This is impossible. There is only so much money a PAC can give before it goes broke. The BCRA was rendered unconstitutional, therefore it cannot be re-instated. The 1st does apply to corporations or associations of people, it doesn't say anywhere in the constitution or in court rulings that the 1st doesn't apply to corporations. If it does, prove it.

"The public has the right to hear all available information, and when corporations spend money individuals can"t match, messages from corporations drown out messages from others, and that information fails to reach the public."

Are you talking about directly financing a politician or simply advertising their position? Because if you're talking about the first, then it doesn't drown out anything.

Essentially, there is no difference from a corporation with XYZ political belief and a rich person with the same XYZ belief. Should we ban rich people from donating to politics? After all, they can out donate any one as well.
Debate Round No. 2
baconandcheese

Con

Corporations shouldn't have political desires. They are there to provide their customers a service of some kind, be profitable, and innovate in their field. Also, what politician is going to say that all corporations should be disbanded?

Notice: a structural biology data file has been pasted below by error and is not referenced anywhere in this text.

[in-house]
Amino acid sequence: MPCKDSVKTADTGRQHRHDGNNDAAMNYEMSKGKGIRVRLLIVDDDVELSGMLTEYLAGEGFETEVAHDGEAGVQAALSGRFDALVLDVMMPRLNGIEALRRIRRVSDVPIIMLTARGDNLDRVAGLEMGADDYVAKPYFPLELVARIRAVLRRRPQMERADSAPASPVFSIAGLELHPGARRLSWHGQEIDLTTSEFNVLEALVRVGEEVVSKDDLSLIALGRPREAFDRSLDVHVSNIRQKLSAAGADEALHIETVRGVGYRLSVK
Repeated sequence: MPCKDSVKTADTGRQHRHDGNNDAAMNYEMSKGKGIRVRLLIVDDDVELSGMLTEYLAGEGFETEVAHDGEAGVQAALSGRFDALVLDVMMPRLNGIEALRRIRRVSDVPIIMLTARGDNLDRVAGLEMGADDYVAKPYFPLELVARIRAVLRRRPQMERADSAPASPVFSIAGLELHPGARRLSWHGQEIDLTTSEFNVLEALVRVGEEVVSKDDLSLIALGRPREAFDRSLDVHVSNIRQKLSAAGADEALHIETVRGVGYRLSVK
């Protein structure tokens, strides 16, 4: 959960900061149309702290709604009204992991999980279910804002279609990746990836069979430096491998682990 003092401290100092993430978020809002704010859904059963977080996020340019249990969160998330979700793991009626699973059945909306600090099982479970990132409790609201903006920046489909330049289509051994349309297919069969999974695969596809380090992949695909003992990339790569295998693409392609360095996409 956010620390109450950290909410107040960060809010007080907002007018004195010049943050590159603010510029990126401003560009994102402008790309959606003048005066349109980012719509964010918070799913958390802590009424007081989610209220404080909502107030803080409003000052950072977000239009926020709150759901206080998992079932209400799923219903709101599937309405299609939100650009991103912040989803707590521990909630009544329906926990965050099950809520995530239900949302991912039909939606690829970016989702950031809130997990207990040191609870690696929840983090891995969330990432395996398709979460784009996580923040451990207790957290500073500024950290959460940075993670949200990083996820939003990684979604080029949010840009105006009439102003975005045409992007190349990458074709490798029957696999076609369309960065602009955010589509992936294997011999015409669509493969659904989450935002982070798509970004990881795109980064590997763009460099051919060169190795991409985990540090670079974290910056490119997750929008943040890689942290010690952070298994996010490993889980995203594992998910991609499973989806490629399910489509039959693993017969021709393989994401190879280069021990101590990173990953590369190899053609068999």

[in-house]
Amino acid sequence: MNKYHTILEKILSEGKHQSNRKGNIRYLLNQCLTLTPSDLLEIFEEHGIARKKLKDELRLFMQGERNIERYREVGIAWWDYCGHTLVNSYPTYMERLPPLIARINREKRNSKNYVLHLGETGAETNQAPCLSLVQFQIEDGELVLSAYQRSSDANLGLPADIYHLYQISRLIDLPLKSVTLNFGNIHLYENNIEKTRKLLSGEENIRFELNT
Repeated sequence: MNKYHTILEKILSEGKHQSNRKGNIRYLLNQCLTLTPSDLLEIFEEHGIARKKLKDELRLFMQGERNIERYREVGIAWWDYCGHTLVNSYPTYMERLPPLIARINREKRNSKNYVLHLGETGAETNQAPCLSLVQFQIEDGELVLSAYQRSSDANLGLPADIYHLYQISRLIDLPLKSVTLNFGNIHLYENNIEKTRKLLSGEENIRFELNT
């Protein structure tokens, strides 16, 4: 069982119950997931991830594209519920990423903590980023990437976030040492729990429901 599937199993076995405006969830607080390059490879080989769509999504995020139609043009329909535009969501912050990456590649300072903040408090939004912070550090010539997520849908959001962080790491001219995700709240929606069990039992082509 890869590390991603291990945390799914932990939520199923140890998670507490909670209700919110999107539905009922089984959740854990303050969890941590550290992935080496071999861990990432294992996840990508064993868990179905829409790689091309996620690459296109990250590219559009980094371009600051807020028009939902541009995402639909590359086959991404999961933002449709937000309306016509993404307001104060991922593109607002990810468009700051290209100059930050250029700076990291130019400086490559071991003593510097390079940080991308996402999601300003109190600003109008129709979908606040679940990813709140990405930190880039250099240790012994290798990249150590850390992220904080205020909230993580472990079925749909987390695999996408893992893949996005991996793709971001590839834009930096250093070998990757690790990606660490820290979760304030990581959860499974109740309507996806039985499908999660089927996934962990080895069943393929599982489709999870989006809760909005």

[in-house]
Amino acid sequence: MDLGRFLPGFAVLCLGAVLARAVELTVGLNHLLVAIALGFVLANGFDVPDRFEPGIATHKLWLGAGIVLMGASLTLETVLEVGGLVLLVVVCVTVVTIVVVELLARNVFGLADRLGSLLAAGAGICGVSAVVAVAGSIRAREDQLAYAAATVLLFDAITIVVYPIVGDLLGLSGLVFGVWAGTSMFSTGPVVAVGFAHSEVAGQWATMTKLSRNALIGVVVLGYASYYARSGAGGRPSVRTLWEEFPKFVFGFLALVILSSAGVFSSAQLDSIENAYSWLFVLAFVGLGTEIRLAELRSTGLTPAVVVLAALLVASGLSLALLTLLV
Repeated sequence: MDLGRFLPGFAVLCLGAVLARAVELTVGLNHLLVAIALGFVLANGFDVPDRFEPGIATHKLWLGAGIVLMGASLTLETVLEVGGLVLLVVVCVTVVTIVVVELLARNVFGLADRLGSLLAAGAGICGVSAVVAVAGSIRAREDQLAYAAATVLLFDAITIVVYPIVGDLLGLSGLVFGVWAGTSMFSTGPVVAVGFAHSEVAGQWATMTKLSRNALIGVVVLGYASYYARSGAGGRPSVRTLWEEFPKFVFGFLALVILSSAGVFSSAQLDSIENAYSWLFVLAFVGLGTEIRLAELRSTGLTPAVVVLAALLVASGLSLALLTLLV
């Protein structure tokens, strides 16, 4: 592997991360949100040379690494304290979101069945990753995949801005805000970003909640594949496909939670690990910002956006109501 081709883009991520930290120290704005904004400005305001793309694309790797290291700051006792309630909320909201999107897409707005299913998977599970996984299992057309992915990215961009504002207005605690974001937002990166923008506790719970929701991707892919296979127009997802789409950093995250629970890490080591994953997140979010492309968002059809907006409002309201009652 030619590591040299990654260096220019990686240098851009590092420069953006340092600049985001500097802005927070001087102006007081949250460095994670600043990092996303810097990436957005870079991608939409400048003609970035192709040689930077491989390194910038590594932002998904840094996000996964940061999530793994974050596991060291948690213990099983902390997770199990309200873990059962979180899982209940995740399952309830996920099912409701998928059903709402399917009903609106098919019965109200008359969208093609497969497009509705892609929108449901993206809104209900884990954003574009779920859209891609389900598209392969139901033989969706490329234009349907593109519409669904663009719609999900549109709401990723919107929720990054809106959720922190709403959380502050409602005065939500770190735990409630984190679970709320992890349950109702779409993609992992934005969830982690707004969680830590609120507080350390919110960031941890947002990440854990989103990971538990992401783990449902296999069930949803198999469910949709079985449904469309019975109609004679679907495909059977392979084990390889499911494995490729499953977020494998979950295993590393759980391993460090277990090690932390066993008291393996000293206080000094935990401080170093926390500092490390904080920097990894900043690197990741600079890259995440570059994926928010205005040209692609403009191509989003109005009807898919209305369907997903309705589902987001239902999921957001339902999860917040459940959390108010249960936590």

The First Amendment was meant for people (meaning human beings), not business entities. Also, the BCRA was intended for this: "to stop circumvention of existing law and closes loopholes through which hundreds of millions of dollars have flowed." It was also meant to address the perception of impropriety that casts a shadow over everything Congress does, and it meant to do so in a way consistent with our constitutional rights.

Corporations shouldn't be able to finance any part of any politician's campaign, since their influence on the making of the advertisements could be used to persuade the public to accept a "candidate's political ideology" that's really meant for their own benefit, and not the people's.

I have no problem with rich people donating money, but donation limits per person should be installed and those donations should be publicly visible.

Source: http://cqpress.com...
Juris_Naturalis

Pro

"Corporations shouldn't have political desires. "

Why not? They care about what they deem best just like anyone else. There are radicals of all types. Maybe disbanding was an exaggeration, maybe something more realistic would be creating environments unfriendly to big business.

The First amendment protects free speech of all people. You insist this is not so, but you don't prove it.